Tribal art scholar’s discoveries to be sold at Heritage Auctions Sept. 16
DALLAS – An outstanding selection of items from renowned Pre-Columbian and tribal art scholar James M. Silberman will be offered in a single-owner auction Sept. 16 at Heritage Auctions. The selection spans more than 200 lots collected during 70 years of travel and consultation until his death this year at age 103.
Absentee and Internet live bidding will be available through LiveAuctioneers.com.
“Few collections have received as much exposure as those items belonging to Mr. Silberman,” said Delia Sullivan, Senior Specialist of Ethnographic Art at Heritage. “His collection helped many institutions better understand the art and culture of Africa, and he later became a consultant on the subject.”
Silberman became passionate about tribal art and especially African art during his college years at the University of Wisconsin, Madison, in the 1930s. He joined the Department of Labor in 1941, working on production of war material for World War II and then became chief of the productivity division in the Bureau of Labor Statistics. This expertise led to invitations from European governments in the postwar period to do productivity surveys of their industries, and subsequently, to develop the Marshall Plan technical assistance program, for which the government of France named him “Chevalier de la Legion d’Honneur” in 1953.
This program resulted in frequent trips to Europe and it was during these trips in the late 1940s that Silberman visited galleries and bought from fellow collectors specializing in African art, and purchased items such as an alluring and important Pwo female mask from Angola (above), representing the Chokwe founding female ancestor (est. $15,000-$25,000) and a seated female figure from Igala, Nigeria, (est. $10,000-$20,000).
Silberman’s position later required travel to West Africa and the Congo. He bought extensively then, but by the mid-1950s, having moved to the U.S. foreign assistance program, he began traveling extensively to West Africa and the Congo where he again bought extensively, both in galleries in the main cities and also while traveling through rural areas.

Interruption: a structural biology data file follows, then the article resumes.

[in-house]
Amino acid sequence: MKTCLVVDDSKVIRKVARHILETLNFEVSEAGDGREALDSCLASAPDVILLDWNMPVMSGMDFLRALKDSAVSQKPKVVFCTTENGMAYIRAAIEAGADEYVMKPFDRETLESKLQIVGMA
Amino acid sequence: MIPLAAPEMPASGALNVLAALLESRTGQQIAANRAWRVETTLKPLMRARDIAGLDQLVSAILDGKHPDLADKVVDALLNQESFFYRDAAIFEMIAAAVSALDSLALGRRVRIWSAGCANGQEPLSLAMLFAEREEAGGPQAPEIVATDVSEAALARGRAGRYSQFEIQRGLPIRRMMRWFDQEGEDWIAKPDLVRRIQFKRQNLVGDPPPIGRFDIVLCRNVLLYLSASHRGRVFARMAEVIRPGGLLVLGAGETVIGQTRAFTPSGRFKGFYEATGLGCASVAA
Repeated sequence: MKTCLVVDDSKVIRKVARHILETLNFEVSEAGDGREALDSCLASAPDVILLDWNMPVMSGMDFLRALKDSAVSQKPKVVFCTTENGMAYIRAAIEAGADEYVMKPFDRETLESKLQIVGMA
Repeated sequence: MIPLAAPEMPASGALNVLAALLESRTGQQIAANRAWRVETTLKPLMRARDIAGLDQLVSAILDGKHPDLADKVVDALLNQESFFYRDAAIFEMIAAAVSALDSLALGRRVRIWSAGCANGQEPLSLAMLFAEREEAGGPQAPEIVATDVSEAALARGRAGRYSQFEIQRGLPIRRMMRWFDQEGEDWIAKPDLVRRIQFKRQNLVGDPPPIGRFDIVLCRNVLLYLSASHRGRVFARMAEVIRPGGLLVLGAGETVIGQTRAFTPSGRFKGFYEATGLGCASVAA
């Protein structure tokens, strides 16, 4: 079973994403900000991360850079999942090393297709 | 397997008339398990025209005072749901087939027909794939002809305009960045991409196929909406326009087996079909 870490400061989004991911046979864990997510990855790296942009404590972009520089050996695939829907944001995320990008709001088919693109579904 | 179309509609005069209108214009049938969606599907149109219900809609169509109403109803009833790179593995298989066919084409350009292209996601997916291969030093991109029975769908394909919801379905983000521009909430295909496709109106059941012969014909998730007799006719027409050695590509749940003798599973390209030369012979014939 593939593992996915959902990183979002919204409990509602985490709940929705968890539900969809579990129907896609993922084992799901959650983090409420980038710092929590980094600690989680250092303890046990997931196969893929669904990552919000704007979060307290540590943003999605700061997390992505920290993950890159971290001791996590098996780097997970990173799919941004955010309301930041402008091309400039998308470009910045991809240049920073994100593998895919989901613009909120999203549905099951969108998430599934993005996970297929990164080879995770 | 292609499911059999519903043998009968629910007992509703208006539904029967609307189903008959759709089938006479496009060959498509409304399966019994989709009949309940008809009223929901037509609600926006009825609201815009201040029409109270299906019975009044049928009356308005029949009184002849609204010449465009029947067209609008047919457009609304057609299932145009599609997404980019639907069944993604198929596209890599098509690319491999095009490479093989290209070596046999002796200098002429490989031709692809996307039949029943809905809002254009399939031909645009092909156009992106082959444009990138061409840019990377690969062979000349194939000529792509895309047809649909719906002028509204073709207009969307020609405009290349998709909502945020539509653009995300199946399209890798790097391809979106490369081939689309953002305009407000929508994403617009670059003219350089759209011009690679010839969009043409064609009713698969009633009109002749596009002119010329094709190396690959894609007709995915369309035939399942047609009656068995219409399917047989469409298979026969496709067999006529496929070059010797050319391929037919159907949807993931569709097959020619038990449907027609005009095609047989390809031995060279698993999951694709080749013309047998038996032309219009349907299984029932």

A Hemba ancestor figure (below) from the Democratic Republic of Congo (est. $8,000-$10,000) is on offer, as is a fine old Songye Divination Implement in the form of an Oracle (est. $8,000-$10,000). A small, heart-shaped mask from Lega, Democratic Republic of Congo, was formerly owned by members of the Bwami society, who displayed the masks on specially constructed fences (est. $8,000-$10,000).
Additional masks include one made by the Lwena people in Angola and their counterparts, the Lovale in Zambia (est. $4,000-$6,000). This mask (below) represents a founding ancestor who acts as a guardian of the boys during initiation and sequestration in the bush-camp.
An expressive Bamileke dance mask (below) – customarily used during festivals and funeral celebrations of important individuals – was made in Cameroon (est. $4,000-$6,000).
During the 1960s, Silberman became a close associate of Warren Robbins, who began the Museum of African Art, the predecessor of the National Museum of African Art at the Smithsonian Institution; and he helped mount two major exhibitions at the National Gallery of Art on North West American Indian Art and African Art. During this time, he developed a new career as an appraiser of African art and a consultant to other collectors, notably as consultant to Lee Bronson as he assembled his collection, which became a major traveling exhibition, “A Survey of Zairian Art.”
Silberman retired from government in 1973 and increased his appraising and consulting work with hundreds of collectors and dozens of colleges, universities and museums. He also added extensive additional travel to Africa to buy traditional works of art that were becoming increasingly difficult to find.
“His family selected Heritage Auctions to offer ‘the best of the best’ to its clients,” Sullivan said. “Most all of these works have not been made available outside his collection in decades.”
View the fully illustrated catalog and register to bid absentee or live via the Internet as the sale is taking place by logging on to www.LiveAuctioneers.com.